- United States Rapid Deployment Forces
In 1977, a presidential directive called for a mobile force capable of responding to worldwide contingencies but to be established without diverting forces from the
North Atlantic Treaty Organization(NATO) or Korea. Not until the aftermath of the Iranian revolutionin 1979 and the acknowledgment of a Soviet combat brigade in Cuba in that same year, however, did a concerted effort to establish the force envisioned in the directive begin. These events led to President Jimmy Carterannouncing before a television audience on 1 October 1979the existence of the Rapid Deployment Forces, or RDF. The concept was to develop forces that could operate independently, with neither forward bases nor the facilities of friendly nations; geographical areas cited as requiring such cover included Korea, the Persian Gulf, and the Middle East. Conceived as a force with a global orientation, the RDF soon focused its attention and planning on the Persian Gulfregion. This narrowing of emphasis was precipitated by the Soviet invasion of Afghanistanon 26 December1979 and the subsequent announcement of the Carter Doctrinewith respect to the Gulf region in January 1980. The Carter Doctrine stated that the Persian Gulf area, because of its oil fields, was of vital interest to the United States, and that any outside attempt to gain control in the area would be "repelled by use of any means necessary, including military force."
With evolving interpretations of the RDF's purpose and geographic orientation, the command structure of the RDF has also undergone repeated change. Operation of an RDF headquarters (formally known until
1 January 1983as the Rapid Deployment Joint Task Force, or RDJTF) officially began at MacDill Air Force Basein Tampa, Florida on 1 March 1980. Initially commanded by a Lieutenant General, the headquarters was adjoined to the U.S. Readiness Command (formerly U.S. Strike Command) also located in Tampa. This command relationship proved unsatisfactory, however, as there was no single channel of communication through which the RDF commander could communicate directly to the United States Secretary of Defenseon matters specifically relating to the RDF.
24 April 1981, Secretary of Defense Casper Weinbergerannounced that the RDJTF would evolve into a separate command with specific geographic responsibilities. The planned change was favorably received in the Congress, though not unanimously. Both the Senate Committee on Armed Services and the Senate Committee on Appropriations expressed their concern" about the absence of an organized effort to plan and provide for possible power projection requirements in other Third World areas which are also critical to U.S. interests." The decision to focus the attention of the RDJTF solely on Southwest Asia — to the exclusion of other areas, such as central and southern Africa — did little to ease this concern. In 1983 the RDJTF became a separate unified command known as the U.S. Central Command(CENTCOM). The commander enjoys the same stature as other theater commanders, and he reports directly to the Secretary of Defense. His operational planning responsibility is limited to Southwest Asia only. The Department of Defense distinguishes between the U.S. Central Command and the RDF. The Central Command is primarily a planning headquarters; the forces available to it are the RDF.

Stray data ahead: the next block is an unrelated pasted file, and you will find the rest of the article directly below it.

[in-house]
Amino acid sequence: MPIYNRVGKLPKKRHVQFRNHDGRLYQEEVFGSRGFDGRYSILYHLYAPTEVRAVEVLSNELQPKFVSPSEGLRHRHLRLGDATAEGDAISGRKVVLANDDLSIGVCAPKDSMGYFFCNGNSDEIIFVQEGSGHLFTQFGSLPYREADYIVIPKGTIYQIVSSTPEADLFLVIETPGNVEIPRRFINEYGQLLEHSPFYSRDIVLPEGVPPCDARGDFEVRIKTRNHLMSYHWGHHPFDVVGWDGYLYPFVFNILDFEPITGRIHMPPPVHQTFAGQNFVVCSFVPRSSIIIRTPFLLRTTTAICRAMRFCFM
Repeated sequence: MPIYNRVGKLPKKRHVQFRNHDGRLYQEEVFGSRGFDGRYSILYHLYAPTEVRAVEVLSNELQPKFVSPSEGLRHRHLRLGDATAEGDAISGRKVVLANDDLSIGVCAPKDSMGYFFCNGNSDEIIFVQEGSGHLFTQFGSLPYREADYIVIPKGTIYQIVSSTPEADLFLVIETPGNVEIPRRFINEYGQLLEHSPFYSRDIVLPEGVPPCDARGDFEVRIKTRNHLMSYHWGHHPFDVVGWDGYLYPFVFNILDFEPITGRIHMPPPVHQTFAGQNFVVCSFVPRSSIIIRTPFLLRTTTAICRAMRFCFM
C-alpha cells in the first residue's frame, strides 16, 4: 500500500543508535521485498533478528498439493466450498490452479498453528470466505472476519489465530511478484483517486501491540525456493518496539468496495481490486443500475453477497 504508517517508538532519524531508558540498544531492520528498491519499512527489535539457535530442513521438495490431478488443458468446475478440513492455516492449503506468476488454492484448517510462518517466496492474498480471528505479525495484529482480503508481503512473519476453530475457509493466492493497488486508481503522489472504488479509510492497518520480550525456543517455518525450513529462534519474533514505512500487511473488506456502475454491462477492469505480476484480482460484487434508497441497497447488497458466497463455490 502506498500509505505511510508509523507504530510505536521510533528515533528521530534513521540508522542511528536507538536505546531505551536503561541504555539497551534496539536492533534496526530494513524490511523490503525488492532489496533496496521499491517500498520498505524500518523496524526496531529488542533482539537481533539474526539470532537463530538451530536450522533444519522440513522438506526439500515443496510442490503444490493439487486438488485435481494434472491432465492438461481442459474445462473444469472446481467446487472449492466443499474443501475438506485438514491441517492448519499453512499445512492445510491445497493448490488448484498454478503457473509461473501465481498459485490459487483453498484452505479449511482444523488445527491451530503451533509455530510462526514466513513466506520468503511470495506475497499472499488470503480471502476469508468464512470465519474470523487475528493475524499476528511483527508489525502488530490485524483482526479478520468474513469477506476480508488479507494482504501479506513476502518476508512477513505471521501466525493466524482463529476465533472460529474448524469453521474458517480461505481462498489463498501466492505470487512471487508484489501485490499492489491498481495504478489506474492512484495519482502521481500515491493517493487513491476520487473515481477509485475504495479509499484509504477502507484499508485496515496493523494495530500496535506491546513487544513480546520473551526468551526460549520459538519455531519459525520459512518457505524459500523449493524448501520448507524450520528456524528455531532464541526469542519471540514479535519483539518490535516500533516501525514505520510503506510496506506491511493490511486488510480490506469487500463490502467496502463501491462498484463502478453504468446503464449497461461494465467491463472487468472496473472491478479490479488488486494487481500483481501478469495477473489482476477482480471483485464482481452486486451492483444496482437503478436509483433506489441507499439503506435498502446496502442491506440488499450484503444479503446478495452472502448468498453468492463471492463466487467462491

* [http://www.cbo.gov/showdoc.cfm?index=5057&sequence=0| Congressional Budget Office "Rapid Deployment Forces: Policy and Budgetary Implications"]
* [http://www.rand.org/publications/P/P6751/P6751.pdf RAND Corporation: Origins, direction, and mission of Rapid Deployment Forces]
* [http://www.statecraft.org/chapter13.html Instruments of Statecraft: U.S. Guerilla Warfare, Counterinsurgency, and Counterterrorism, 1940-1990: Ch. 3, The Carter Years]
* [http://public.macdill.amc.af.mil MacDill AFB Home Page] - Official site
* [http://www.globalsecurity.org/military/facility/macdill.htm GlobalSecurity.org: MacDill AFB]
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